Near the end of 2011 I decided to try a vegetarian diet for a few reasons, including the fact that I don’t really care for meat, red and processed meats may cause cancer, I generally wanted to eat healthier, and it’d be nice to lower my carbon footprint. Okay, technically it was not vegetarianism, rather my diet was pescatarianism, and more accurately, flexitarianism (I’ve been largely vegetarian, but chosen to eat meat a few times–mainly when I was really hungry).  After three months, here are some observations (in no particular order):

  • Everyone has thoughts on food and diet. Many people want to understand and define your diet, and they are quick to point out when you’re inconsistent (“Sushi?! Aren’t you a vegetarian?!”). Several overweight people told me that my choice was wrong or bad.
  • A lot of people mocked vegetarianism, which is somewhat understandable because only about 1/30 people in the US are vegetarian.
  • I actually prefer veggie burgers to traditional meat patties. Veggie burgers can have better flavor and texture than meat patties. As with the old stand-by (beef), there are good and bad versions, but veggie patties have more complexity (probably because of the mixture of ingredients).
  • Most of the time it’s pretty easy to be a vegetarian; it is far harder to be a healthy vegetarian. Several times I found myself eating queso or french fries instead of a lower calorie, arguably healthier entree with lean meat. There are a lot of vegetarian options around Austin and most restaurants will provide some meatless alternative, but eating roasted veggies or a bland salad while others chow down on a scrumptious entree just sucks!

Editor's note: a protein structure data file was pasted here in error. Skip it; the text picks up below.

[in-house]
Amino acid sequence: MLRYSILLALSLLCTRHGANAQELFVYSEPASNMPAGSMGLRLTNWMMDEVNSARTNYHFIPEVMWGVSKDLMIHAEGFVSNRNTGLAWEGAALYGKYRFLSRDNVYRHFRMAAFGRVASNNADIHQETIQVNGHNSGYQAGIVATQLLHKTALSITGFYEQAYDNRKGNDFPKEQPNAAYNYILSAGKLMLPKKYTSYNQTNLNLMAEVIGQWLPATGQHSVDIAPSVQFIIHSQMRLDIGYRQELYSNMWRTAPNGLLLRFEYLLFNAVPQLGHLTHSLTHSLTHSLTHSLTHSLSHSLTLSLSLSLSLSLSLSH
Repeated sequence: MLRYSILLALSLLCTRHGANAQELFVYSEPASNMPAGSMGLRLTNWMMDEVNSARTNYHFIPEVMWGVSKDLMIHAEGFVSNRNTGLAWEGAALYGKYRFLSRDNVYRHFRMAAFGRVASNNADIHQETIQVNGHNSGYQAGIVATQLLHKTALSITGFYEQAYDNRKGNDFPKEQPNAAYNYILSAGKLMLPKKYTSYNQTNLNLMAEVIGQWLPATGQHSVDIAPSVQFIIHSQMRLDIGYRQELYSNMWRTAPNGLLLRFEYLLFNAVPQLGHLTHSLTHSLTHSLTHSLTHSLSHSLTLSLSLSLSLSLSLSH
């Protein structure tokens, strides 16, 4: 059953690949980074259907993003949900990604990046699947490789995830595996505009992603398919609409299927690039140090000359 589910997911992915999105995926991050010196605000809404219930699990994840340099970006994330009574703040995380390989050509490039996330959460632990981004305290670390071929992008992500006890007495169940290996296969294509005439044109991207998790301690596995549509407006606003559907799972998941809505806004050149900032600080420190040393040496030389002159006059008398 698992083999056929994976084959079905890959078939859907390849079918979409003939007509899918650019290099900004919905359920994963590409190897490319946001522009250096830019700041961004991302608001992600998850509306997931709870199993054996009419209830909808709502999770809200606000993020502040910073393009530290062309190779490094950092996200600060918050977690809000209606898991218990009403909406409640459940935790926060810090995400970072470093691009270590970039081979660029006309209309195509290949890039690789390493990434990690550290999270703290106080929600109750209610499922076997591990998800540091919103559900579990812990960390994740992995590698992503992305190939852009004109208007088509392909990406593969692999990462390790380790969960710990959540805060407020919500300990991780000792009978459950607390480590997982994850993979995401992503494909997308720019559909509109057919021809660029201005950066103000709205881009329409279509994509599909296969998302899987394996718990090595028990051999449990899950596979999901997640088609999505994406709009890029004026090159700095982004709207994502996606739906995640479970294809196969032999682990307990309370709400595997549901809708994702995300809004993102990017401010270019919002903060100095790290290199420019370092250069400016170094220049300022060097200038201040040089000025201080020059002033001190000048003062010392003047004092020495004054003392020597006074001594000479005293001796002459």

• Sometimes it’s nearly impossible to be a vegetarian. A few places just have no vegetarian options! BBQ places may leave you eating nothing but bread–and some only have bread made with lard, so you’re left with pickles and onions. In general, ethnic food seems friendlier to the meat-averse. If you’re really disciplined you can pack your own food, skip a meal, or demand that you go somewhere else.
  • Animal derived products exist in unexpected places! For example, one of my favorite local Tex-Mex restaurants, Chuy’s, uses chicken broth in their queso. As I alluded to above, some places use lard in their bread. A lot of soups and sauces use chicken or beef stock. There’s meat or meat flavoring in beans–even traditional caesar salad dressing (anchovies). I rarely inquired as to how vegetarian food items were, choosing instead to go off my previous knowledge as well as the food’s appearance and description.
  • Meat eaters also like vegetarian meals. If you eat a family-style meal a lot of people will eat your food even though you choose not to eat theirs! For example, everyone orders a pizza (most have meat) then cheese is the first flavor finished.

That’s it for now. Did I miss something? Has anyone else experienced something different?